And where does the world’s hegemon stand on religion and IR? The US, for many outside observers, represents the polar extremes of religion and secularism – the God-fearing Bible Belt, the Amish, a Mormon Presidential candidate, Scientologists et al coexisting in a land that is the prime exporter of secular cultural imperialism (democracy, Hollywood, Coca-Cola and ESPN etc.) Interestingly, the US is one of the few high-income countries that ranks highly on Gallup’s religiosity scale – about 65% of Americans think religion plays an important role in their daily lives. According to the poll, poor countries (with a per capita GDP of less than US$5,000) were far more likely to be religious than wealthy economies with Muslim nations, Bangladesh and Niger, topping the rankings. Is there a link between religion and poverty? Stateside, Barber suggests that Republicans are able to exploit the religious propensity of poor voters despite the GOP’s natural constituency being the affluent. For the Christian Right, social conservatism occurs at both ends of the income spectrum.

Does religion play a greater role in more trying circumstances? What do religion and secularism have to say about IR?


3 comments on “You gotta have faith?

  1. henning says:

    Rob, I’ve been wondering all along about the relative scarcity of religion in IR. I think despite very strong indications that religion somehow runs through a great many levels in international relations the discipline has thus far banned it to the margins, maybe in lack of a good idea of how to deal with it?!?

    If, as Hurd suggests, religion is, at worst, an “existential threat to rational public order”, then in theory realists should be up the barricades devising strategies to deal with the dilemma. We’re trying to couch religion in notion such as culture or identity, but it transcends our understanding of difference, as we cannot quite account for what really drives fundamentalists or what makes religious communities tick.

    The Philippine Iglesia Ni Christo, the largest independent Christian church in Asia, plays a crucial role in Philippine national politics, as during elections its bloc-voting community can deliver votes in the order of two million or more. In the last three presidential elections the INC has put their bets on the future president. And while Islam in Indonesia has not had the impact on voter behaviour as many had suggested in the wake of a re-emergent political Islam in the archipelago, Muslim credentials are nevertheless important factors that can help sway voter support and might, in the case of higher positions, even be essential.2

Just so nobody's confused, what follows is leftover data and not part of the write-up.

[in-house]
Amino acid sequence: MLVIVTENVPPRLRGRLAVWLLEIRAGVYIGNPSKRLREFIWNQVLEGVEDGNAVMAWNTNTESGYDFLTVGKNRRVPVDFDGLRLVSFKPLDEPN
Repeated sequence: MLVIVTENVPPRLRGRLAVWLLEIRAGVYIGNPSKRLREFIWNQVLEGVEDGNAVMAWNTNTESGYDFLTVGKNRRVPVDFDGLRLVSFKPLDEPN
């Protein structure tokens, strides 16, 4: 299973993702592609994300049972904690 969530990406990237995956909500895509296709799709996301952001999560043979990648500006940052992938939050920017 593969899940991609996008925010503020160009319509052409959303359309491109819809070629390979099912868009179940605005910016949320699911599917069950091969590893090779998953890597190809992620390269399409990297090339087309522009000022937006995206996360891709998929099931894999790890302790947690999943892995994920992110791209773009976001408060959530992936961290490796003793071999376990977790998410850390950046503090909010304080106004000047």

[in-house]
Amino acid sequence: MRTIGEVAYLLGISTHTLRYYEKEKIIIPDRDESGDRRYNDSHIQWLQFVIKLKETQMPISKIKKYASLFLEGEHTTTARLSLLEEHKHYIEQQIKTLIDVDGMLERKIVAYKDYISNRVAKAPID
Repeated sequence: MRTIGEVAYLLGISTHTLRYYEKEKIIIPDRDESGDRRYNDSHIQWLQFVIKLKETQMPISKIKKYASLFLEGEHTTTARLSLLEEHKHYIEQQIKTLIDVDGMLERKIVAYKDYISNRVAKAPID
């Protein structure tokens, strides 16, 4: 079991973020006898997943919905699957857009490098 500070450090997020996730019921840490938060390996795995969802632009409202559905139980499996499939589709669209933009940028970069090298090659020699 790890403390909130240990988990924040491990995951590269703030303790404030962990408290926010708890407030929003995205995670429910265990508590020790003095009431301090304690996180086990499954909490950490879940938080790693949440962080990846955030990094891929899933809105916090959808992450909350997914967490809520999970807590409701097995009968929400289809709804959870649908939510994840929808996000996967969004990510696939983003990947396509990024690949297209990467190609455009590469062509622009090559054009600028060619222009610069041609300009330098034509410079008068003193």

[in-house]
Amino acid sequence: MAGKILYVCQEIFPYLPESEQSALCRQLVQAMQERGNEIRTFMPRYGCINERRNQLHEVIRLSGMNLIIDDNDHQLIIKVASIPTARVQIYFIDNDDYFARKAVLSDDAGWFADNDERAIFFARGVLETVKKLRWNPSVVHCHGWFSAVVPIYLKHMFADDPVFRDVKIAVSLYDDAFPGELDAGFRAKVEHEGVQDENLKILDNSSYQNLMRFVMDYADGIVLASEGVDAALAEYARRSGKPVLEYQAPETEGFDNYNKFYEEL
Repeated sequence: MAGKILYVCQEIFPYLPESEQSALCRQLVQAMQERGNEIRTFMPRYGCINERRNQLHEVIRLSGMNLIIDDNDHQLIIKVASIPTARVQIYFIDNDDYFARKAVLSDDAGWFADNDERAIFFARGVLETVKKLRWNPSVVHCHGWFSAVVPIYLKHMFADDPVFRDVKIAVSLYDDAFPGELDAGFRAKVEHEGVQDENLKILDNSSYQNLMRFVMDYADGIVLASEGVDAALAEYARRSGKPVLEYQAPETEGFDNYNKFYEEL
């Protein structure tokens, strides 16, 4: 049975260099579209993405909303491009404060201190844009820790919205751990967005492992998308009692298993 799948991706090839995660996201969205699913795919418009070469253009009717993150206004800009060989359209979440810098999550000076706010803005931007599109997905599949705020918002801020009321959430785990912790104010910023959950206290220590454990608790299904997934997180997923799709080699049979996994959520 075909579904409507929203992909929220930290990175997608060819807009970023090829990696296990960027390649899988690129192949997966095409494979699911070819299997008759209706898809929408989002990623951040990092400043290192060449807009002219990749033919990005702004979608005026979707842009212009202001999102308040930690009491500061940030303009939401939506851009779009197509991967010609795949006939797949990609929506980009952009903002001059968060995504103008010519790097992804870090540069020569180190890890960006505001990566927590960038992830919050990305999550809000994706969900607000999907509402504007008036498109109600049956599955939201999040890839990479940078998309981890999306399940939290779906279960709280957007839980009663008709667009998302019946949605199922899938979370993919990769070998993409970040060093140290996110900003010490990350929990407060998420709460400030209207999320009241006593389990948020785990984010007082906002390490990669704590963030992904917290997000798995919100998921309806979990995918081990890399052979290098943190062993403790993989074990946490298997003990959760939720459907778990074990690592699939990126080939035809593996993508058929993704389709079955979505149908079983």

Muslim communities have for some time closely followed the political intricacies of Muslim minority politics the world over, aided considerably first by an explosion on the publishing scene of pro-Islamist publications, such as in Indonesia in the late 1990s, and then, obviously, by the internet and, more recently, social media.

    The emergence of a global ummah has for some time been subject of sociological studies. As Olivier Roy points out in Globalized Islam: The search for a new ummah, one-third of the world’s Muslims now live as members of a minority, adding to the revitalisation of Islamic norms and values among the Muslim diaspora, and he considers contemporary Islamic fundamentalism a product and agent of the complex forces of globalization.3

    Interestingly, as Mona Kanwal Sheikh pointed out in a recent article,4 the relevance of religion to IR did not escape the attention of early realists, like Morgenthau and Niebuhr, as well as ES theorists Wight and Butterfield, among others. Unfortunately, these nascent debates were nipped in the bud, to be replaced by concepts such as culture and identity – a chance missed, it seems.

    With Iran you mentioned one of the more prominent historic examples of how religion and international relations interface. Yet the foremost testament to this interrelation to be found in history I believe takes us back to 1095, when Urban II summoned his eager followers to liberate the Holy Land, starting the first Crusades. According to last week’s edition of DER SPIEGEL, this ‘expedition’ reverberates through time until today.5